“Lost in detention”: The criminalization of immigration

by Melanie Wilmoth

Earlier this week, PBS Frontline aired its documentary “Lost in Detention.” The documentary takes a hard look at the broken U.S. immigration system and the resulting increase in the number of detained and deported immigrants.

Under the Obama Administration, over 400,000 immigrants were detained and deported this year alone (which is a significantly higher number of deportations than in previous administrations). As Frontline suggests, much of this increase in detention and deportation is a result of Secure Communities, a partnership between U.S. Immigration and Customs Enforcement (ICE) and the FBI that uses fingerprint data to track criminal immigrants. Secure Communities allegedly aids in the deportation of immigrants who have committed serious crimes and, thus, pose a threat to public safety. According to ICE, Secure Communities prioritizes “the removal of individuals who present the most significant threats to public safety as determined by the severity of their crime, their criminal history, and other factors.”

However, the Secure Communities program has reached far beyond its stated purpose. Since its implementation in 2008, Secure Communities has successfully broken up families and incited fear in immigrant communities. Thousands of individuals, many of whom are non-criminals, U.S. citizens, and parents of children who are U.S. citizens, have been arrested. In addition, Latinos have been disproportionately affected by Secure Communities, making up 93% of those arrested through the program.

After arrest, 83% of individuals are placed in detention centers. Punitive in nature, the 250 detention centers in the country warehouse immigrants in prison-like settings until deportation. Reports of abuse in these centers run rampant. 

“Lost in Detention” highlights one detention center in particular, the Willacy County Processing Center in Raymondville, Texas. Known as “Tent City” due to the windowless Kevlar tents in which thousands of detainees are housed, Willacy is operated by Management and Training Corporation (MTC), a private prison contractor. By interviewing former guards, staff, and detainees at Willacy, Frontline sheds light on the physical and sexual abuses that occur at the center.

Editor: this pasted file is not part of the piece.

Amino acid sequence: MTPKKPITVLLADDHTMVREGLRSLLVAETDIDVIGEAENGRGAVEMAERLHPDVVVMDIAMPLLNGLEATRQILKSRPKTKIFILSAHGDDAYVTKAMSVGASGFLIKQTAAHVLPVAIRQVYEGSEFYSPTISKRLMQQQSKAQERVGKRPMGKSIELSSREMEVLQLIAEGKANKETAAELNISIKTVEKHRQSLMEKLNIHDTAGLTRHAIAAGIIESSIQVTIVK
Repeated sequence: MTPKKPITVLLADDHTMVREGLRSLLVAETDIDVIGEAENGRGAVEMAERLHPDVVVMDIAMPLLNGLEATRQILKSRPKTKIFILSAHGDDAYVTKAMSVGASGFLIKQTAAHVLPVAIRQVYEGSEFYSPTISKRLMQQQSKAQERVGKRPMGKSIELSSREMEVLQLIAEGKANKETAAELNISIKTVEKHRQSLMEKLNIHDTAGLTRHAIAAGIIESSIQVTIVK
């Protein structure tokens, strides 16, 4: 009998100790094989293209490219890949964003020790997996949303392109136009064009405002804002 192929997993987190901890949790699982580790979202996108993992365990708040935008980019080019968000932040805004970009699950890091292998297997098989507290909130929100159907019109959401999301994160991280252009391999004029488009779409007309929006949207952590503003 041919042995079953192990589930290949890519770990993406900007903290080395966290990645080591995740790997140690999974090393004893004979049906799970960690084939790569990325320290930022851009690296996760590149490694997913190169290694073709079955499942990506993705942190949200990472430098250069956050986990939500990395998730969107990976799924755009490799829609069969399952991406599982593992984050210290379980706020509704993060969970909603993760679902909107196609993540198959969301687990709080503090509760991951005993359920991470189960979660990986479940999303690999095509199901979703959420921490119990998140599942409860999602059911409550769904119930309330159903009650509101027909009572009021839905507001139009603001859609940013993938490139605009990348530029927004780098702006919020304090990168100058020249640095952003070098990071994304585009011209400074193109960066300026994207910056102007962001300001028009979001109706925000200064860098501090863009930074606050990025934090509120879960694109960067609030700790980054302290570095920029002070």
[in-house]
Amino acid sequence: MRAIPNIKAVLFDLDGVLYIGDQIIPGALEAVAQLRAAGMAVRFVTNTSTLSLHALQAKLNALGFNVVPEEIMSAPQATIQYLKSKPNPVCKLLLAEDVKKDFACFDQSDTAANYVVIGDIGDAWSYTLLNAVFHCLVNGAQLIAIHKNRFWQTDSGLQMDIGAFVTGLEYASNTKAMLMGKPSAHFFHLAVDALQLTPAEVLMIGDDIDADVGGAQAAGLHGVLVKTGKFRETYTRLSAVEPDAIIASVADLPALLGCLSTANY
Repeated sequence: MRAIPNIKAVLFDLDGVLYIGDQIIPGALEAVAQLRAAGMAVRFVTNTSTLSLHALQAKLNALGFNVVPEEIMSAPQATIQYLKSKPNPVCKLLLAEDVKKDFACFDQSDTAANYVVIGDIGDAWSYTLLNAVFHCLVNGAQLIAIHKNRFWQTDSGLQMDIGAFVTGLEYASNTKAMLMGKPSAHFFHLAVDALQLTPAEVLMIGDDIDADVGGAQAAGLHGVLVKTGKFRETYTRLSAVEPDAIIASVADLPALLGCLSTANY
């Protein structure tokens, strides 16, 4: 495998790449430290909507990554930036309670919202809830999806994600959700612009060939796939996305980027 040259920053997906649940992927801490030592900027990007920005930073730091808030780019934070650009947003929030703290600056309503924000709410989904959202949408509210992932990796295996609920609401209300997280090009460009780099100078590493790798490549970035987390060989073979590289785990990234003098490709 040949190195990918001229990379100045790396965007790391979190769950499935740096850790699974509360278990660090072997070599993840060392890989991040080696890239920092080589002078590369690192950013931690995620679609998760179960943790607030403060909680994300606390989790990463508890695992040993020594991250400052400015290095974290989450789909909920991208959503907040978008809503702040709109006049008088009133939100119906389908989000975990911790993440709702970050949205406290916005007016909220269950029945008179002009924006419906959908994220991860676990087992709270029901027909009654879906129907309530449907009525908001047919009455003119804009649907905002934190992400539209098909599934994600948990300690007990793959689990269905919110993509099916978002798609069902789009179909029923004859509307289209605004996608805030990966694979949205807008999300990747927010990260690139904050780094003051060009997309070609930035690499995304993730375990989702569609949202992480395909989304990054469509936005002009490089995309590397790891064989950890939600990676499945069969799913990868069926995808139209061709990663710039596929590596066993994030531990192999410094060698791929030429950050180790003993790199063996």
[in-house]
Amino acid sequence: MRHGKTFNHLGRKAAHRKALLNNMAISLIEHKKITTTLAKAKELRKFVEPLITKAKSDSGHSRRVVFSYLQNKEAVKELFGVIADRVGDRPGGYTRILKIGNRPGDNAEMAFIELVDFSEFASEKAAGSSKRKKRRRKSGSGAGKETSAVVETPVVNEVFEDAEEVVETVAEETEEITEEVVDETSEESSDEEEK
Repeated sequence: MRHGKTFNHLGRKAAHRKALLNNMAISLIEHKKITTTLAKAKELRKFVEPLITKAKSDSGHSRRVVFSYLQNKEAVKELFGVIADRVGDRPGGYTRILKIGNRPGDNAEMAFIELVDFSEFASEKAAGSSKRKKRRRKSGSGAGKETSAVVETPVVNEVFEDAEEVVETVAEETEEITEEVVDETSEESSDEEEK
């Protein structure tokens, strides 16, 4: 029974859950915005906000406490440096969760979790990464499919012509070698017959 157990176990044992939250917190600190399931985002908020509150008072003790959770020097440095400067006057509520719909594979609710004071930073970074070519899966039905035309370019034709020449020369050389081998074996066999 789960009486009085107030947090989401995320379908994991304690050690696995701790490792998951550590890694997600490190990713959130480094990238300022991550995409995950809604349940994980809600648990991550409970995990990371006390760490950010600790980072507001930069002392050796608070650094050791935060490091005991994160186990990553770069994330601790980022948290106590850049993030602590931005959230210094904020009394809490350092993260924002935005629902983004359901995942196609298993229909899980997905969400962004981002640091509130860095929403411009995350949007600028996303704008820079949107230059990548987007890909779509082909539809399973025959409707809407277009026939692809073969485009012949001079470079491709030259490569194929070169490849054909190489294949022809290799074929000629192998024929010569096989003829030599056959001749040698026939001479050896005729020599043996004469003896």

These abuses have been going on for years with little (if any) action taken by ICE. A little over a year ago, I went on a trip to

Students protest outside of the Willacy County Processing Center.

Raymondville with several other students and advocates to protest the human and civil rights abuses going on at Tent City. Although we were met with extreme hostility by the guards, we did attract media attention and brought more public awareness to the issue.

Despite advocacy efforts by individuals and organizations, it seems that not much has changed at Willacy. With the U.S. looking to make Secure Communities a nation-wide program, the outlook is bleak on a national level as well.

Rather than expanding a flawed program and building more detention centers, we need meaningful action around immigration reform and thoughtful alternatives to detention. We must demand this if we are to make any kind of progress toward mending our broken immigration system.

“Lost in Detention” provides a great overview of the issues around immigrant detention and is definitely worth a watch. If you were not able to catch the documentary when it aired, you can view it on the PBS Frontline website here.

To end on a more promising note, I am going to leave you with this video by Detention Watch Network:

One thought on ““Lost in detention”: The criminalization of immigration

  1. These people are criminal they are breaking immigration law.
    Why do you expect America illegals differently.
    These people know when they come into the country and have families this is apt to happen. If they don’t want this to happen they should stay in their own country until they can enter this country legally .
    Look at the way Mexico handles illegals:
    Mexican Law on Immigration

    Foreigners with fake papers, or who enter the country under false pretenses, may be imprisoned:
    Foreigners with fake immigration papers may be fined or imprisoned. (Article 116)
    Foreigners who sign government documents “with a signature that is false or different from that which he normally uses” are subject to fine and imprisonment. (Article 116)
    Foreigners who fail to obey the rules will be fined, deported, and/or imprisoned as felons:
    Foreigners who fail to obey a deportation order are to be punished. (Article 117)
    Foreigners who are deported from Mexico and attempt to re-enter the country without authorization can be imprisoned for up to 10 years. (Article 118)
    Foreigners who violate the terms of their visa may be sentenced to up to six years in prison (Articles 119, 120 and 121). Foreigners who misrepresent the terms of their visa while in Mexico — such as working with out a permit — can also be imprisoned.
    Under Mexican law, illegal immigration is a felony. The General Law on Population says,
    “A penalty of up to two years in prison and a fine of three hundred to five thousand pesos will be imposed on the foreigner who enters the country illegally.” (Article 123)

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